Summer Day at Surfside

Summer Day at Surfside

Part of my Brazoria Loop excursion includes the area around the Intracoastal Canal near Surfside, Texas. There are some tidal mudflats under the bridge on the North side of the canal, and a short road to an industrial site that sometimes yields great birds. Not always, but a trip in late August was especially productive. That is remarkable, since most of the summer was a total bust due to heat, humidity and mosquitos.

Clapper Rail hiding in the brush Sony A77 II with 70-400mm G2 1/2000 sec. f/5.6 ISO 400

Clapper Rail hiding in the brush

Sony A77 II with 70-400mm G2 1/2000 sec. f/5.6 ISO 400

Right after we got there I saw a dark bird scurrying in the foliage next to the road. I expected a grackle, but surprisingly it was a Clapper Rail. Sneaking up carefully, I got off some hand-held shots before he bolted. Only after I got home and downloaded the photos did I realize he was standing on a manhole cover. The flat surface gives a much better look at his legs and feet. 

Clapper Rails are common, but rather secretive and not seen too often. The two committees of the American Ornithologists’ Union, the North American Classification Committee (NACC) and the South American Classification Committee (SACC), just recently made a taxonomic change and split the Clapper Rails into Clapper, Ridgway's and Mangrove Rails. The one that frequents the salt water marshes on the Gulf Coast keeps the Clapper name. Good for me. I am still annoyed about the Common Gallinule/Moorhen change and that was years ago.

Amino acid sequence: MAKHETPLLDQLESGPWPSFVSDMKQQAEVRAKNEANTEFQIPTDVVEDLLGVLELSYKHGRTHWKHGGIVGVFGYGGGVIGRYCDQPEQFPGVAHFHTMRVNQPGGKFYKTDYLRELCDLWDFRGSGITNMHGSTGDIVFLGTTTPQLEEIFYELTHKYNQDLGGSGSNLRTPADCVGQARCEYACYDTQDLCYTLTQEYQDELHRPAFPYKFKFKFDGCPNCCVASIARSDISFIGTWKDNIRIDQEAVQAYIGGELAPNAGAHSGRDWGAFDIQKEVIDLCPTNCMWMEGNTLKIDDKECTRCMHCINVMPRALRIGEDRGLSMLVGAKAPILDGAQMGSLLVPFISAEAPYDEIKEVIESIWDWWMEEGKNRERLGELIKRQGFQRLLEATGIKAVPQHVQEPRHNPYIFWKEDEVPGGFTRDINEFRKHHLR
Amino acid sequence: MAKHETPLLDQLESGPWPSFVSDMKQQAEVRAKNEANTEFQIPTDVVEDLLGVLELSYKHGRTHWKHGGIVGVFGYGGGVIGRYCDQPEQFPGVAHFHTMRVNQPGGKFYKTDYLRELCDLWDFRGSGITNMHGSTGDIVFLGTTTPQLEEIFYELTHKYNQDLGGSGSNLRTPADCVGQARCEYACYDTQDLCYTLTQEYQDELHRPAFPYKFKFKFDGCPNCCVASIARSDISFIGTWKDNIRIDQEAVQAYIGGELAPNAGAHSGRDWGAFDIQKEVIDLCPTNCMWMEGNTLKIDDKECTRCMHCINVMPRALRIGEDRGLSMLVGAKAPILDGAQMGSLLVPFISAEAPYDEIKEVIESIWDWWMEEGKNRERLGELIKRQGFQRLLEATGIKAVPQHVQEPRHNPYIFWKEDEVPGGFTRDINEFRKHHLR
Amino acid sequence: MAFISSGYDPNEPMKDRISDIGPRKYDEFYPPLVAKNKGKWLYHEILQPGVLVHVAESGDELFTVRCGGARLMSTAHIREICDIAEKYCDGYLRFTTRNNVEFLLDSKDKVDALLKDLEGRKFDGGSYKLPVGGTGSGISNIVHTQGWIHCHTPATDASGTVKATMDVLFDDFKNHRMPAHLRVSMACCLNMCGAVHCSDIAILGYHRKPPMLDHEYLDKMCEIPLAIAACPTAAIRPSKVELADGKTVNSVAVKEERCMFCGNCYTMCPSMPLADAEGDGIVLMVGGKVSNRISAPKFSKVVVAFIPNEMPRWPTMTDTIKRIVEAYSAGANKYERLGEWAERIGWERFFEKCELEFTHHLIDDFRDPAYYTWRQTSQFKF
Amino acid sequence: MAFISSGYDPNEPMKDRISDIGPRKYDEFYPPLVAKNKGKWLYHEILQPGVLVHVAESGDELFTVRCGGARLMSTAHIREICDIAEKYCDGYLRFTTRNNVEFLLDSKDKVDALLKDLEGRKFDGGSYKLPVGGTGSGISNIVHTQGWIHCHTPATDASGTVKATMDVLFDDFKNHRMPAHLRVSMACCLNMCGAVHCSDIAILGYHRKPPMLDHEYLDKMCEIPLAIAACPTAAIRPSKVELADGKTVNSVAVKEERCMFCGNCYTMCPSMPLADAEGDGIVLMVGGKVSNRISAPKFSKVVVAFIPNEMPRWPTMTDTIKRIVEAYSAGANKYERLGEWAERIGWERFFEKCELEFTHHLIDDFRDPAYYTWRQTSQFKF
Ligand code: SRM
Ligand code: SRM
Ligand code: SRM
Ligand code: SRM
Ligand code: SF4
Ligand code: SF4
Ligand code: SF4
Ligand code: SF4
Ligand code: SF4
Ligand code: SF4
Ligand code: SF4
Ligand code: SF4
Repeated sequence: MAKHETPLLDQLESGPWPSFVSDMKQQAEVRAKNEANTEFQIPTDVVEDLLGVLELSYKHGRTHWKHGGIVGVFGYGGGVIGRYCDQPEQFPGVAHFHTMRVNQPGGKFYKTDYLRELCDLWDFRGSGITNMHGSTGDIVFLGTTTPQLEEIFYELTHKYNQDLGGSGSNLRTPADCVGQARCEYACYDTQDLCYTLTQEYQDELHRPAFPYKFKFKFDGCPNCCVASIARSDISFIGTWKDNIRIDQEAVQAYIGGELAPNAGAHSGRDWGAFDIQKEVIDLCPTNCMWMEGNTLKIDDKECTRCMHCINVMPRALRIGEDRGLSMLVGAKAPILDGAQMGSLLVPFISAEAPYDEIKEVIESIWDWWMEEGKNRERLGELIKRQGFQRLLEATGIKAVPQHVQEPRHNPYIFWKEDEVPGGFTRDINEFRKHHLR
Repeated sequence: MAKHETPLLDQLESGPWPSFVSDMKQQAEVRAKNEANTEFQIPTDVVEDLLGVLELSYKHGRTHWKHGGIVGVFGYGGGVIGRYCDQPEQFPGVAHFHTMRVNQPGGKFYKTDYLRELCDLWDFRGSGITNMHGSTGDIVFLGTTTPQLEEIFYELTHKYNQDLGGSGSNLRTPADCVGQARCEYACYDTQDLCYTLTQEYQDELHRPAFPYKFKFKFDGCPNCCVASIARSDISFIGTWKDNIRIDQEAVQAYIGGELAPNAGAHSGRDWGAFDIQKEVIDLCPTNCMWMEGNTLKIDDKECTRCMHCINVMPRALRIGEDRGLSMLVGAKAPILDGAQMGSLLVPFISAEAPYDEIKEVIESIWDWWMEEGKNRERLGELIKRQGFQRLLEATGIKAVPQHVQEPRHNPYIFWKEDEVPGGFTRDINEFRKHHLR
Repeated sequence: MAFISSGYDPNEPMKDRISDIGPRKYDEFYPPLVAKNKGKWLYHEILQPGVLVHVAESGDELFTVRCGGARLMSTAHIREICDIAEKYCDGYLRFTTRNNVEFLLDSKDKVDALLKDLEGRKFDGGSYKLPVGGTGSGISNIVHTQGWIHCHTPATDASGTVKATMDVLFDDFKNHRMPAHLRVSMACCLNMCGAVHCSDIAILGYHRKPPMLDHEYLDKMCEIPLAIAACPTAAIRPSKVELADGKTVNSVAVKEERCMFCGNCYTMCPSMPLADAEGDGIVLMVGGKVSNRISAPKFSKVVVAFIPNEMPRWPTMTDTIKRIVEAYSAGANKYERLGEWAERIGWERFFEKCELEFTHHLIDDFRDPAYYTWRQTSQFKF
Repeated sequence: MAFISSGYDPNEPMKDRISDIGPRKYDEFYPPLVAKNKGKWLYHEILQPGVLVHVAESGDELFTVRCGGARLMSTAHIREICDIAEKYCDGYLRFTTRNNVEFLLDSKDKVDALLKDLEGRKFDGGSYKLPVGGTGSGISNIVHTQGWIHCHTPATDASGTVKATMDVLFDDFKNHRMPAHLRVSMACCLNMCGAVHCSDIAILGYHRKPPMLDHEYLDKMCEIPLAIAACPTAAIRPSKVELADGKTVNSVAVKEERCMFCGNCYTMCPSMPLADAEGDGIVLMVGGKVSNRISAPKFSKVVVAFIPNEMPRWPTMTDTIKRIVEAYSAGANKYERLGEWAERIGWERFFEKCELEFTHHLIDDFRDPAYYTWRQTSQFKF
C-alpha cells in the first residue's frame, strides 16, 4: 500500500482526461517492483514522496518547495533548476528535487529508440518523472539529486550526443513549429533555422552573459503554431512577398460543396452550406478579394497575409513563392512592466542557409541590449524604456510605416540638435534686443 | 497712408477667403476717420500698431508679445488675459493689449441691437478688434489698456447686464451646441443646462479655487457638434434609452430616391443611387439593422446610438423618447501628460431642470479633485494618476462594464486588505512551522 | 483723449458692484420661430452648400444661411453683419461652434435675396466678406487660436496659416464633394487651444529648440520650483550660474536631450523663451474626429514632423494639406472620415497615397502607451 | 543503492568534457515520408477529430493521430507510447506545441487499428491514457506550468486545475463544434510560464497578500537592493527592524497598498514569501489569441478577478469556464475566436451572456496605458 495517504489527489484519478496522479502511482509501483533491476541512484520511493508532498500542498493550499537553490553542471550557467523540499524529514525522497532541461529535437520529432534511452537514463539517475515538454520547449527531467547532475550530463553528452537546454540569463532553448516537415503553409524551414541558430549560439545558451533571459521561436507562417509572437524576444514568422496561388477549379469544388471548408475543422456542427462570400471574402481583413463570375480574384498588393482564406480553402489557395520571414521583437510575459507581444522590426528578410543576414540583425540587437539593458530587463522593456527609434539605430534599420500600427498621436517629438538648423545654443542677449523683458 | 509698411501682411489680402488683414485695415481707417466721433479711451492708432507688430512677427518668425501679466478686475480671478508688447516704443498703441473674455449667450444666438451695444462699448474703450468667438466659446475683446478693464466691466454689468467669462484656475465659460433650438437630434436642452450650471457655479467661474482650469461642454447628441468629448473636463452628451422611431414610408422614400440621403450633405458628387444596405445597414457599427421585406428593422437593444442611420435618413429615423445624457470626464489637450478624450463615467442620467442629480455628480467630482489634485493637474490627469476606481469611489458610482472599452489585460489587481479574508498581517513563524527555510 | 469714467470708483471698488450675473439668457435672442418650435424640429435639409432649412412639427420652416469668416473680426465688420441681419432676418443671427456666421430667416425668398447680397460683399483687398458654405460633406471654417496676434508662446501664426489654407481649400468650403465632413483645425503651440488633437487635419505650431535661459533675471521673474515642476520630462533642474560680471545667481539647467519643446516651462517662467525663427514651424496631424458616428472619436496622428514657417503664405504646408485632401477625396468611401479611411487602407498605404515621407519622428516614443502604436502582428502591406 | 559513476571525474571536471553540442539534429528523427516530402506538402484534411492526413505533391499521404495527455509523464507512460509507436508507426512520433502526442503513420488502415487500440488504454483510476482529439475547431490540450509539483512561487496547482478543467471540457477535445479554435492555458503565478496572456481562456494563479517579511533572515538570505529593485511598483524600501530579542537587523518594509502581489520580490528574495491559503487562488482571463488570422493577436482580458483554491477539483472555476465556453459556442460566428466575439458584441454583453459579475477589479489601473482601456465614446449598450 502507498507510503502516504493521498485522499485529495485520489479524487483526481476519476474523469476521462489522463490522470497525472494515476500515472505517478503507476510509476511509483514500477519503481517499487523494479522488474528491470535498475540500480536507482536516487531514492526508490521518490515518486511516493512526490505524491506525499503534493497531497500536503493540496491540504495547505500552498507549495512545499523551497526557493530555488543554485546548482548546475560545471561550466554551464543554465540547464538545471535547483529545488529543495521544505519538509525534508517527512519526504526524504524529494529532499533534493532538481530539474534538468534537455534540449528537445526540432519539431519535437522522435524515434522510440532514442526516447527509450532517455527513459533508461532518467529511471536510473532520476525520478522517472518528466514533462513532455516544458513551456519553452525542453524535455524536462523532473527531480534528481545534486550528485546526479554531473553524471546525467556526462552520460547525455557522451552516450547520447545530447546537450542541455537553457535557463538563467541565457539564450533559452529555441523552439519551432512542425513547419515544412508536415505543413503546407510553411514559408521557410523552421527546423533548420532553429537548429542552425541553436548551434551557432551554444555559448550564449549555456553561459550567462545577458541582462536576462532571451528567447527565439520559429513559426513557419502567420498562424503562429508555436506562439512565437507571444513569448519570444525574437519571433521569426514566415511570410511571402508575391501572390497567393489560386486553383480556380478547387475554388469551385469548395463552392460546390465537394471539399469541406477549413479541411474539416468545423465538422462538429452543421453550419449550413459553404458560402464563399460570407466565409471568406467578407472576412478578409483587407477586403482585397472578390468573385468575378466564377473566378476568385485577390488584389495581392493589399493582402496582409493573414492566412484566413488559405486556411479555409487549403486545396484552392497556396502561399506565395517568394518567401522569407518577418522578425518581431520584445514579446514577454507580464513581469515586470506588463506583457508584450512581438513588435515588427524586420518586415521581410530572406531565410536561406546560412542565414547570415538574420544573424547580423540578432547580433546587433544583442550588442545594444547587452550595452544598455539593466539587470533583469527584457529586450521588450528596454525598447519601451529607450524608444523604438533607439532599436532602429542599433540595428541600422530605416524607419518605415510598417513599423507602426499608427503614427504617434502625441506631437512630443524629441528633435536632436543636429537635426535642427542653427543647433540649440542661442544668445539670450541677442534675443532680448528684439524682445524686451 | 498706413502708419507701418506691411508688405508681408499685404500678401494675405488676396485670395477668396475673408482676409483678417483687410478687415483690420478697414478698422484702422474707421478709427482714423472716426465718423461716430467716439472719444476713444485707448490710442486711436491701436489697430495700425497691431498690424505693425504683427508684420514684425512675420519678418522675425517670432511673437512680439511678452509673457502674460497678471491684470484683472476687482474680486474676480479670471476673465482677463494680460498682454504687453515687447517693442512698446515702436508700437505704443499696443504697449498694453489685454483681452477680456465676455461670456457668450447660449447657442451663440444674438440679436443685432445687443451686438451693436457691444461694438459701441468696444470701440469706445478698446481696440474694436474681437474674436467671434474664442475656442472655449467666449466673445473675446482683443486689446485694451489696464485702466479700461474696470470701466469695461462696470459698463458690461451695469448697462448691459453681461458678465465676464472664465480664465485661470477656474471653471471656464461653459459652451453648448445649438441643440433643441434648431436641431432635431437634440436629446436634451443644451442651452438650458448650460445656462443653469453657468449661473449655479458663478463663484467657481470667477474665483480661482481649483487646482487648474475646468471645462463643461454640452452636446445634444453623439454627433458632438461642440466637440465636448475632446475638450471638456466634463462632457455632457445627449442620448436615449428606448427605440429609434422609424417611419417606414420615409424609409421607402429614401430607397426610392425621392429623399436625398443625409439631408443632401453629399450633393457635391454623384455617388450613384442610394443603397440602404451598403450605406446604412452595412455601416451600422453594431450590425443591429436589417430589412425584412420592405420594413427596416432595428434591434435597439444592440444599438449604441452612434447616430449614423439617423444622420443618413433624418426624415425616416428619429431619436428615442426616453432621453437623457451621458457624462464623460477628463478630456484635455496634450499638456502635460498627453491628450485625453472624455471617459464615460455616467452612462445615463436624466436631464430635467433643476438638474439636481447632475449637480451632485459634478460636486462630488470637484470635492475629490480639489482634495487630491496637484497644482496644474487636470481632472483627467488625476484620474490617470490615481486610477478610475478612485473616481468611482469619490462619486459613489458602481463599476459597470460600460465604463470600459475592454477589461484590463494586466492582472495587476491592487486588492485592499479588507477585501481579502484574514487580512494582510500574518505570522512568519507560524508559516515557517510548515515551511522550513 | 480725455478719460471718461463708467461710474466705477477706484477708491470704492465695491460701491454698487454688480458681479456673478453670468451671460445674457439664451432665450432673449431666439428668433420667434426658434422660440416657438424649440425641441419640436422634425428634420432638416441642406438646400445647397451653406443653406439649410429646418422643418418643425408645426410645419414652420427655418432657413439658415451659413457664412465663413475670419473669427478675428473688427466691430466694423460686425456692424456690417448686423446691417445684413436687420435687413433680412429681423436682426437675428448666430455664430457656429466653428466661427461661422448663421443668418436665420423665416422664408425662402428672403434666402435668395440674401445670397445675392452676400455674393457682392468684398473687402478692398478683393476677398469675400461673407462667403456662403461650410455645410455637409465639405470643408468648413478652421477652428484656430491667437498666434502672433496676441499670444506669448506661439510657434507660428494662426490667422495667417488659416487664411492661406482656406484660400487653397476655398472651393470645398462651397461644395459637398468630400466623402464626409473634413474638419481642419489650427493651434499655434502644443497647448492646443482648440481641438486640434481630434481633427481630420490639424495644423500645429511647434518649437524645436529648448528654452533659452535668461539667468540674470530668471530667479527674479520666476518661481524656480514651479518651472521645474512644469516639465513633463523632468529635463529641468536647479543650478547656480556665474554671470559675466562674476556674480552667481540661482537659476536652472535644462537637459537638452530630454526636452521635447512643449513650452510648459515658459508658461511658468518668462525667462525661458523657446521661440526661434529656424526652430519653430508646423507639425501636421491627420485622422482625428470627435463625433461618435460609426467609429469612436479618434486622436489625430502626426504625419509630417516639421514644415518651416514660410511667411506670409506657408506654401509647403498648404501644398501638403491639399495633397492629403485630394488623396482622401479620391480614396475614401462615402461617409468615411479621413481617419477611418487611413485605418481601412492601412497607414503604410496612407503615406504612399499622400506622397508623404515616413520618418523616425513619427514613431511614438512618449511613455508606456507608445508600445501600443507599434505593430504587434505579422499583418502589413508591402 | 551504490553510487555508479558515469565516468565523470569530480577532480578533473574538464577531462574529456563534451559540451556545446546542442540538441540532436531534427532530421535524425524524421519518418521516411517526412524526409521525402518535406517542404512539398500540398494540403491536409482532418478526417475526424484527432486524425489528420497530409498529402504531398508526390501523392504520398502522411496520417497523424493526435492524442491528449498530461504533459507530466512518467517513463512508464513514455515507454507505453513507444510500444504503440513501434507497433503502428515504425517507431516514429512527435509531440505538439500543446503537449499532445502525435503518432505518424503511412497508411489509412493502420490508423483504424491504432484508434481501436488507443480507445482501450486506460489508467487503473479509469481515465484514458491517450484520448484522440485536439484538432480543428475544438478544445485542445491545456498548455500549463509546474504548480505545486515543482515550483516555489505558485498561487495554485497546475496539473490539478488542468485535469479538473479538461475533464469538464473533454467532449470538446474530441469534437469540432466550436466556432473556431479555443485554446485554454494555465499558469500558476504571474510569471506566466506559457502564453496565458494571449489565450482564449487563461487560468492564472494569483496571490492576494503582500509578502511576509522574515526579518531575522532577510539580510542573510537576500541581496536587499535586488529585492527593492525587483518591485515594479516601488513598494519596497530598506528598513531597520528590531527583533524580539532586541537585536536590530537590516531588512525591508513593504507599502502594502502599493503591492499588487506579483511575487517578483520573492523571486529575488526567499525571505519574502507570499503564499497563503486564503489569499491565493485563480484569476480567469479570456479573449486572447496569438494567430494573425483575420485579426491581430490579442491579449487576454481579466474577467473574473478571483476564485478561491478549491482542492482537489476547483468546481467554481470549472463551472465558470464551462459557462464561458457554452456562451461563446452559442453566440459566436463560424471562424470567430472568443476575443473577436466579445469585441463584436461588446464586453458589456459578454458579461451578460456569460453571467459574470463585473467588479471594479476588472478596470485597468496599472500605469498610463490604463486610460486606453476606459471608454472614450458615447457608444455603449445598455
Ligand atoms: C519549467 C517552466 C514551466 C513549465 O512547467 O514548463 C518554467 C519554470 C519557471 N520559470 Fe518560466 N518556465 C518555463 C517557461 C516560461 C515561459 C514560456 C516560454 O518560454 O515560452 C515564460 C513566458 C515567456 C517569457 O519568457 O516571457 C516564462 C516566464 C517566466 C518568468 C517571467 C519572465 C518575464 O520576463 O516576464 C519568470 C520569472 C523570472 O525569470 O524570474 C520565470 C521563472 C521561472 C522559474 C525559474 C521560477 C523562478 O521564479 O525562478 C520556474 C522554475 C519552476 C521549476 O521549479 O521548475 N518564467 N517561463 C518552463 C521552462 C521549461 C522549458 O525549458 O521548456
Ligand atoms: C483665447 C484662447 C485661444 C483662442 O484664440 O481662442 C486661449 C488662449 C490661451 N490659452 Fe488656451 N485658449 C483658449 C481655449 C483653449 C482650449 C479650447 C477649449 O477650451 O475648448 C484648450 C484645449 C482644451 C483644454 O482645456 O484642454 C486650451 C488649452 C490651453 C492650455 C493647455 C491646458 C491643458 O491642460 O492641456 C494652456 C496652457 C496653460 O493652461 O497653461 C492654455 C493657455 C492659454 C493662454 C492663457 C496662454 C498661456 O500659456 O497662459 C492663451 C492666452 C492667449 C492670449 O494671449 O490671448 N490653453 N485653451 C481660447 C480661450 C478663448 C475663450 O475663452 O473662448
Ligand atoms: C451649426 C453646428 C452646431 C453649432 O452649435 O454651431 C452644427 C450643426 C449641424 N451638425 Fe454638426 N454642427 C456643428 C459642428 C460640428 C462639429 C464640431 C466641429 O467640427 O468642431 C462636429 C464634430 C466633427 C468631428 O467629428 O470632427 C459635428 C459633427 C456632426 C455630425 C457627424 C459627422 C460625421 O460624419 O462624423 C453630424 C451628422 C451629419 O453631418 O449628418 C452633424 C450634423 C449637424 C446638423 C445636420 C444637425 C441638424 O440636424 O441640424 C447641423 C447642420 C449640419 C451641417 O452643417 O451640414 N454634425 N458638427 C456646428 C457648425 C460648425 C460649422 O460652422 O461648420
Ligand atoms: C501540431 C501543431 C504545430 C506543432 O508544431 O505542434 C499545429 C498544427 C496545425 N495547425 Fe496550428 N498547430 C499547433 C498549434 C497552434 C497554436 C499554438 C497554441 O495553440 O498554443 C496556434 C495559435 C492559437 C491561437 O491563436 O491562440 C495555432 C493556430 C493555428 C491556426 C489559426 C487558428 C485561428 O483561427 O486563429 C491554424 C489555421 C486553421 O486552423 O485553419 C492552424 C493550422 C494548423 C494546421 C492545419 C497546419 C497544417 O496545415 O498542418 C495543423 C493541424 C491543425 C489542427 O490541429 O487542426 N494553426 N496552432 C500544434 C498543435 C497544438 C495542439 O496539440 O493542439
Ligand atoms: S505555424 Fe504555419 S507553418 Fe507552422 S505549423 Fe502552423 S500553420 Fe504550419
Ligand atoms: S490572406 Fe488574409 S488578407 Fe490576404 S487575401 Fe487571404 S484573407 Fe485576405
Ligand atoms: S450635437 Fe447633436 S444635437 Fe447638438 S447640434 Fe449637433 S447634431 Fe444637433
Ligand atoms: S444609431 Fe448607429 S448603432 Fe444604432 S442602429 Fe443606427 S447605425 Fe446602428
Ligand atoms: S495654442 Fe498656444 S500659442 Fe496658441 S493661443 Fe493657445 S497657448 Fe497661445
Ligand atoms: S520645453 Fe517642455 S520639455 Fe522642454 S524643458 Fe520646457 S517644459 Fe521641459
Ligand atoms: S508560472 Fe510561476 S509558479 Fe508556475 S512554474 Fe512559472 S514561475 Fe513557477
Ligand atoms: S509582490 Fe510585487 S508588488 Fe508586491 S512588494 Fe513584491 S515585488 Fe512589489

Typical Clapper Rail open habitat Sony A77 II with 70-400mm G2 1/2000 sec. f/5.6 ISO 400

Typical Clapper Rail open habitat

Sony A77 II with 70-400mm G2 1/2000 sec. f/5.6 ISO 400

Thankfully, he didn't fly far. This time of year they are rather plain, better to blend in while he probes the mud for crustaceans, aquatic insects; they will also eat small fish. During breeding season, they have more rusty colors and orange at the base of their bills. I have see photos of their tiny black chicks, but I have never see any.

They build nests in the marsh similar to the Purple Gallinules and Moorhens I showed you from Brazos Bend in June 2014. All belong to the same family, Rallidae since we are being all precise.

On the run! Sony A77 II with 70-400mm G2 1/2000 sec. f/5.6 ISO 400

On the run!

Sony A77 II with 70-400mm G2 1/2000 sec. f/5.6 ISO 400

He didn't stick around long enough to get any tripod shots. I was just thankful I had a fast shutter speed to catch his action. Sometimes the birder in me gets so excited about a sighting, the photographer just fires away without checking the settings.

After checking out some other places in the area (future adventures!) we came back in the late afternoon. 

Yellow-crowned Night Heron Sony A77 II with 70-400mm G2 1/1000 sec. f/6.3 ISO 1000

Yellow-crowned Night Heron

Sony A77 II with 70-400mm G2 1/1000 sec. f/6.3 ISO 1000